If you are establishing a new Kerberos realm, you’ll need to start by choosing a Kerberos implementation for your KDC. There are many different KDCs available from different vendors, both commercial and open source. Each KDC implementation is different, with advantages and disadvantages over the others. Let’s start by reviewing each KDC package we’ll cover in detail.
Don’t ignore your existing infrastructure. If you’re a large organization or you’ve got an existing Windows domain, chances are that you already have a Kerberos KDC available. By the same token, if you’re a predominantly Windows-based shop, you should strongly consider a Windows 2000 or 2003-based KDC, and vice versa for a Unix shop. The different implementations have enough of the essential features in common that the choice comes down to familiarity and comfort with the platform required to run the software.
Unlike Kerberos clients, you can’t mix Kerberos KDC implementations. An MIT Kerberos KDC, for example, cannot replicate against a Windows domain controller (yet). In addition, each Kerberos implementation uses a different administration protocol. That is, the administrative interface contained with the MIT KDC cannot be used, for example, to add users to a Heimdal KDC, and vice versa.
We’ll begin with MIT since it’s the first, and still the reference implementation for both Kerberos 4 and Kerberos 5. Many large institutions, mostly universities, use MIT KDCs to handle authentication. There’s a large support base for MIT Kerberos and it is used in many environments, which helps to exercise bugs out of the system.
MIT Kerberos contains support for the standard Kerberos encryption types, notably single and triple DES. In addition, the latest version of MIT Kerberos, 1.3, includes support for the RC4 encryption type used by the Microsoft Active Directory Kerberos service as well as the new Advanced Encryption Standard (AES). MIT is a great choice because of its wide support and appliction compatibility.
Heimdal is a slightly newer player to the game, and like MIT, contains full support for Kerberos 5, Kerberos 4, and the ticket translator. Since it is developed overseas and, as such, is unencumbered by any export restrictions, Heimdal enjoys considerable support outside the U.S.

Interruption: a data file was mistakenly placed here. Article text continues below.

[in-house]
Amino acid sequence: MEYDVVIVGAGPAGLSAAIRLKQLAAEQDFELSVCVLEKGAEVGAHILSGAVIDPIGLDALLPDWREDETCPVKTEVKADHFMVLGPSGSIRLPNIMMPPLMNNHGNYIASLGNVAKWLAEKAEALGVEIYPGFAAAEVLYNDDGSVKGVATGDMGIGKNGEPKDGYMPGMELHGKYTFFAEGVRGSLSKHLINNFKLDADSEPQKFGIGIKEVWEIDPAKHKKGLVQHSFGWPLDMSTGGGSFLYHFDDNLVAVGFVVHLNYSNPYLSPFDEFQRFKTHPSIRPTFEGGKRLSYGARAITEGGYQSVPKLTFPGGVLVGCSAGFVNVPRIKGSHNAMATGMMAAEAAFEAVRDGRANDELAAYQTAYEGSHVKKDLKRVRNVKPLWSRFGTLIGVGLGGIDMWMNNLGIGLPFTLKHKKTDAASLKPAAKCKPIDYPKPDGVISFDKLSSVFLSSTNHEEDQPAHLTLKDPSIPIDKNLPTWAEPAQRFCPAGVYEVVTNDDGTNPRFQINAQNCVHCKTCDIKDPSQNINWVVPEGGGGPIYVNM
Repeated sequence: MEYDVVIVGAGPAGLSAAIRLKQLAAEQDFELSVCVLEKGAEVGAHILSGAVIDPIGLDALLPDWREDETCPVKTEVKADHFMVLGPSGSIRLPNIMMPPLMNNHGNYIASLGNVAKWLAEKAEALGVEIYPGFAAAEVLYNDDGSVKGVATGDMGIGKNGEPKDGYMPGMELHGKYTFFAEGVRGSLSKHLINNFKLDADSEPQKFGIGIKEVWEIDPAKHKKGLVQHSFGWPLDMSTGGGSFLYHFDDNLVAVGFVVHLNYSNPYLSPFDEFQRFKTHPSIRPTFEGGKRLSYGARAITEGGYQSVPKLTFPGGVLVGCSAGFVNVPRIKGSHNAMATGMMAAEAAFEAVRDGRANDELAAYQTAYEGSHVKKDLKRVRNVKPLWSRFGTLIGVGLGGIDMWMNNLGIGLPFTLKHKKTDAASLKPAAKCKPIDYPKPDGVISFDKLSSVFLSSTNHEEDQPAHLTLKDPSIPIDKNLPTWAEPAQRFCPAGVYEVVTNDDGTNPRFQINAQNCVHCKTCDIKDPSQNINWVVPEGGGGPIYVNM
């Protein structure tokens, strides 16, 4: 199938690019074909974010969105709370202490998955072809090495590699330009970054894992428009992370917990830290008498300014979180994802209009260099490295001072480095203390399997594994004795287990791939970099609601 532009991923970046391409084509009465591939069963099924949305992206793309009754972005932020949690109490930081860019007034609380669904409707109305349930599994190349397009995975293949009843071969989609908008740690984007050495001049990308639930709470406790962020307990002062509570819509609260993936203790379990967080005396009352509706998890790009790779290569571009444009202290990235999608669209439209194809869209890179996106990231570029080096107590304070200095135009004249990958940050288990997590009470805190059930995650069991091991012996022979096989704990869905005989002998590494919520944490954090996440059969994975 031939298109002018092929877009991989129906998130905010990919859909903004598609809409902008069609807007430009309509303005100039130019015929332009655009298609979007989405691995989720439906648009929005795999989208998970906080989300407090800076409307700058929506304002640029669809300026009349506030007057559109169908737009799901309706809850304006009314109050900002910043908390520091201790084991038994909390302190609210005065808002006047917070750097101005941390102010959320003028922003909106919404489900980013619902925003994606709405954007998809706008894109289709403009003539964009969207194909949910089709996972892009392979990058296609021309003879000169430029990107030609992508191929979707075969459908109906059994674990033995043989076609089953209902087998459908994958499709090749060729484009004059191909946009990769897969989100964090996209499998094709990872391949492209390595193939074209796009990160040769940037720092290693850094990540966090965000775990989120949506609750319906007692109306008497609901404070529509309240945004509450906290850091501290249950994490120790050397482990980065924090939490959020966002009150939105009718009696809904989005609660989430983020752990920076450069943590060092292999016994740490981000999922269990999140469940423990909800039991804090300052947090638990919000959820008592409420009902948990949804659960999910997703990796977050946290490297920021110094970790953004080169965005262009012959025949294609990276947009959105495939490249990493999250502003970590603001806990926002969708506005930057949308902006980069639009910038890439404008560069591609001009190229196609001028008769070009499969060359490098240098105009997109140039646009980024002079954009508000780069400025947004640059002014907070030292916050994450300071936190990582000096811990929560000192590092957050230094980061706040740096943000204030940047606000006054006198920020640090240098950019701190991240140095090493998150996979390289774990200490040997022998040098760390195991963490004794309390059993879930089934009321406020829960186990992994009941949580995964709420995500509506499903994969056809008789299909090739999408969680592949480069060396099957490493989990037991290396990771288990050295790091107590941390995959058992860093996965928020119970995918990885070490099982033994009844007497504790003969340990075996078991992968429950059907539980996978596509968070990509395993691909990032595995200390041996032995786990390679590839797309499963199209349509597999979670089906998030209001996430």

There are several improvements that come out of the box with Heimdal over MIT Kerberos. First, Heimdal supports incremental database propagation, which allows Heimdal KDCs to send only the changed portions of the Kerberos database to slave servers when it is updated, instead of transmitting the entire database every time an update is made. Also, Heimdal includes integrated support for AFS-Kerberos 5 interoperability. However, Heimdal’s Kerberos 5 API and GSSAPI differ slightly from MIT’s, such that most Kerberos applications do not compile out of the box with the Heimdal Kerberos 5 libraries.
Recent versions of Heimdal Kerberos also contain support for the same encryption types supported by MIT Kerberos; namely, single and triple DES, AES, and RC4.
Heimdal is integrated with several free operating systems, including the BSDs: OpenBSD, NetBSD, and FreeBSD. Its popularity among these distributions can be attributed to the fact that it is unencumbered by export regulations, and so no special exceptions have to be made when distributing software outside of the U.S. Because of its integration with various free Unixes, Heimdal makes a good choice if you are planning on using one of those Unix varieties to host your KDC.
The Kerberos implementation contained in Windows 2000 and above is the newest of the bunch. The Windows implementation only supports Kerberos 5 and does not support any of the backwards-compatibility features that MIT and Heimdal include for Kerberos 4 clients. This becomes a problem if you have Kerberos 4-only clients. If you have Kerberos 4-only services, such as AFS, you can still run a Windows domain controller, but you will also need a Unix machine to run the MIT krb524d daemon.
The Windows domain controller supports only the RC4 encryption type as well as the older DES encryption type. It does not support the newer Triple DES that MIT and Heimdal support. There are also several other peculiarities in the Windows KDC that need to be kept in mind; we’ll cover these later in the chapter.